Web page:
Let me start with gratitude for having dodged the Henri bullet.

Memories of Hurricane Bob are forever etched in my mind. Therefore, I spent an entire day in storm preparations before the weather forecast abruptly changed. My friend Sharlee and I call it “cleaning up bucket town.” I put away plant pots, tools, furniture and odds and ends all over the property.

Granted, all of this needed to be done anyway, but not with the slight panic.

Also, since I have a well, the thought of a power outage hung over me. I filled buckets and jugs like a crazy person.

Again, Hurricane Bob and days of no power haunted me. If you recall, it was hot and humid with no relief from a shower, constant noise of chain saws and the inordinate number of bees and ants whose tree habitats had been destroyed.

At any rate, all is well.

I did do a big picking in the vegetable garden and spent last Sunday making tomato sauce with zucchini, eggplant, onions, and garlic. I hit it with the hand-held blender so family members could not detect any eggplant.

I was pleased to get about a half-bushel of paste tomatoes. I like the amish paste variety. They are quite large, meaty and ripen pretty much at the same time.

The heirlooms have yet to ripen, which is no big surprise since they’ve barely been in the ground for six weeks.

I washed and sorted several zip-lock bags of sun golds and popped them raw into the freezer. I’ll do something with them in mid-winter.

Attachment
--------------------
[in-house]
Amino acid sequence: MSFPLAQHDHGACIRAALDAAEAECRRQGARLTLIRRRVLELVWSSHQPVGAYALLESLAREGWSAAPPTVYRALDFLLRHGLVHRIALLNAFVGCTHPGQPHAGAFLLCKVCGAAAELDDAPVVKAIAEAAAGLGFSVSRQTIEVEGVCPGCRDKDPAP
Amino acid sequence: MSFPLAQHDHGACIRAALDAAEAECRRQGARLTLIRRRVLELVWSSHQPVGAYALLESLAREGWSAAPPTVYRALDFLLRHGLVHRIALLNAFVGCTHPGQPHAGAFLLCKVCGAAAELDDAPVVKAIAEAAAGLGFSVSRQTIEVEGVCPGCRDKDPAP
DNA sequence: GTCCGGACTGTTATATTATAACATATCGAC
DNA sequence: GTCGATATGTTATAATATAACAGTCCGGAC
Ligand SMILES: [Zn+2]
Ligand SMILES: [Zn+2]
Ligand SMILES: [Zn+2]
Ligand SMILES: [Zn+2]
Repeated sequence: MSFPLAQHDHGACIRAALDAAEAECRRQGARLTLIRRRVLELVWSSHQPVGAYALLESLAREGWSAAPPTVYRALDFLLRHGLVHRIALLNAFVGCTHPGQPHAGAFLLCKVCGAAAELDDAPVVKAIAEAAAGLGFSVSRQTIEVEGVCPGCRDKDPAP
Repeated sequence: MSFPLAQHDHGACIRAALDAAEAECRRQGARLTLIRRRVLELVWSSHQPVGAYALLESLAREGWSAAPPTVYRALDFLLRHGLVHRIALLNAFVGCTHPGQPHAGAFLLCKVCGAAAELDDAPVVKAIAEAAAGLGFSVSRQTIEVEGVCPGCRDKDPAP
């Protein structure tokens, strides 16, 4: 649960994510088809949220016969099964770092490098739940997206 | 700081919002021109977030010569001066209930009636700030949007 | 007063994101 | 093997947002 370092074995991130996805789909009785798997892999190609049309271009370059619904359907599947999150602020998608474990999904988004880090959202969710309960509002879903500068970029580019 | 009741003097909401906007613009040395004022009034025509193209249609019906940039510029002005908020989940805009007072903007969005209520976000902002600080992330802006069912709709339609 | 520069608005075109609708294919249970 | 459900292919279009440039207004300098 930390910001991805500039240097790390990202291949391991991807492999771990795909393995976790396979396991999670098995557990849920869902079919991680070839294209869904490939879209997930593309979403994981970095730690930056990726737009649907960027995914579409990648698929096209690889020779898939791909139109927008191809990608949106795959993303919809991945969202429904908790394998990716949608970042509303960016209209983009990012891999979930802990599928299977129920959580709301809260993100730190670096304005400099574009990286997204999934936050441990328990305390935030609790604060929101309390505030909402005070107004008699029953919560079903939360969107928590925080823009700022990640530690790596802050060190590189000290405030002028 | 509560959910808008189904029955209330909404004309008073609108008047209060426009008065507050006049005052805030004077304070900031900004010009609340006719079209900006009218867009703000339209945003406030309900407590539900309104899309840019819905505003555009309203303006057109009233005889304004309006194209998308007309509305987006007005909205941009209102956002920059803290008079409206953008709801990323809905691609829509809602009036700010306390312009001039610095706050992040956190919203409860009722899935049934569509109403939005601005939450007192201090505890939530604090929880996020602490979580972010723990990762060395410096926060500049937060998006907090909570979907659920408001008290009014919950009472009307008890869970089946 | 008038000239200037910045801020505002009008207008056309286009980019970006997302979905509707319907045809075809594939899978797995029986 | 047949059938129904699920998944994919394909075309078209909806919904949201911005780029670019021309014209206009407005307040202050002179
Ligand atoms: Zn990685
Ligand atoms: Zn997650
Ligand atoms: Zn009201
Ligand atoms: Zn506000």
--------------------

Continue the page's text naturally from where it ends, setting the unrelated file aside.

My first planting of zucchini has seen better days, so I yanked the plants. I can

use the area for some fall plantings. I know why the Irish loved their potatoes. They are so dependable. I laid them on the ground, covered with a lot of hay, and walked away. I may have set the sprinkler twice and still they did their best. I pulled one plant and filled a colander. Even though Henri was a big dud here on the Vineyard, I had a few casualties. Both corn and sunflowers were flattened and the plastic covering on the coop house was blown off. It was in disrepair, so it was not a surprise, but it’s one more thing added to the To Do list.

I can almost understand the original reason for importing the heinous Japanese knotweed. Right now, as it is blooming, it is rather pretty. Pretty, that is, to a person who does not understand its nature.

It is downright impossible to remove. Along Clevelandtown Road in Edgartown, I noticed a huge area last year that was obviously dead from poison. It is back again this year.

I went on Wikipedia and found two interesting facts. One, the roots can be up to 10 feet deep. Really. How is that even possible? Maybe I should invest in a backhoe.

Two: it is considered such a pest in the United Kingsom that some banks refuse mortgages to properties found to have it. I guess my usual advice to folks with it or mugwort to sell the property wouldn’t work there.

There is so much anecdotal evidence on the news lately of people behaving badly. As if the anti-vaxxers aren’t bad enough, now we have the anti-maskers. First of all, it’s a tiny piece of cloth. We all hate wearing it but for the love of God, people, please. I just want to be a good citizen. My two-year old great grandson puts his on without any complaining when we go to the store.

In other words: some adults in this country cannot even mirror the behavior of a two-year old.

The time of carrots to bribe people into getting the vaccine has to end. Time to bring out the sticks. They don’t need to get the jab; they just cannot go anywhere, like the rest of polite society.